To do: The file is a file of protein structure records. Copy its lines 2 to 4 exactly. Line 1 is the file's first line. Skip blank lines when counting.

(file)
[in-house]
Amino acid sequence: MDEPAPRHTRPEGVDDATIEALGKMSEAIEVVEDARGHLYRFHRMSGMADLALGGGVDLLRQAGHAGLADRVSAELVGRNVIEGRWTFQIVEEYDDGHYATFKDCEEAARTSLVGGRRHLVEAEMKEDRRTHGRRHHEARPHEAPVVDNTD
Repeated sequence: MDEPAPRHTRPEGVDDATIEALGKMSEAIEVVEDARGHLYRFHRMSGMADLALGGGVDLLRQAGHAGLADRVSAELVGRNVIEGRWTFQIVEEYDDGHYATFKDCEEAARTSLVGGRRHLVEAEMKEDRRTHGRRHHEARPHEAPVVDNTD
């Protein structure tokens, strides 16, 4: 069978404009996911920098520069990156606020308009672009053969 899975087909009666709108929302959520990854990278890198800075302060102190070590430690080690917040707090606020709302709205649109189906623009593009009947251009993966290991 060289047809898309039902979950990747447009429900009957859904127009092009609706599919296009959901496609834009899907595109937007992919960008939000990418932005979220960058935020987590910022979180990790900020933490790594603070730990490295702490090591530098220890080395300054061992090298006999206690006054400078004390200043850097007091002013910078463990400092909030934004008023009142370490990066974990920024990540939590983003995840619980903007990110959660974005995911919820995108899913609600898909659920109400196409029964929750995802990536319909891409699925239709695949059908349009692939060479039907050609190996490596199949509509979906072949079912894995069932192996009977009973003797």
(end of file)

Amino acid sequence: MDEPAPRHTRPEGVDDATIEALGKMSEAIEVVEDARGHLYRFHRMSGMADLALGGGVDLLRQAGHAGLADRVSAELVGRNVIEGRWTFQIVEEYDDGHYATFKDCEEAARTSLVGGRRHLVEAEMKEDRRTHGRRHHEARPHEAPVVDNTD
Repeated sequence: MDEPAPRHTRPEGVDDATIEALGKMSEAIEVVEDARGHLYRFHRMSGMADLALGGGVDLLRQAGHAGLADRVSAELVGRNVIEGRWTFQIVEEYDDGHYATFKDCEEAARTSLVGGRRHLVEAEMKEDRRTHGRRHHEARPHEAPVVDNTD
């Protein structure tokens, strides 16, 4: 069978404009996911920098520069990156606020308009672009053969 899975087909009666709108929302959520990854990278890198800075302060102190070590430690080690917040707090606020709302709205649109189906623009593009009947251009993966290991 060289047809898309039902979950990747447009429900009957859904127009092009609706599919296009959901496609834009899907595109937007992919960008939000990418932005979220960058935020987590910022979180990790900020933490790594603070730990490295702490090591530098220890080395300054061992090298006999206690006054400078004390200043850097007091002013910078463990400092909030934004008023009142370490990066974990920024990540939590983003995840619980903007990110959660974005995911919820995108899913609600898909659920109400196409029964929750995802990536319909891409699925239709695949059908349009692939060479039907050609190996490596199949509509979906072949079912894995069932192996009977009973003797």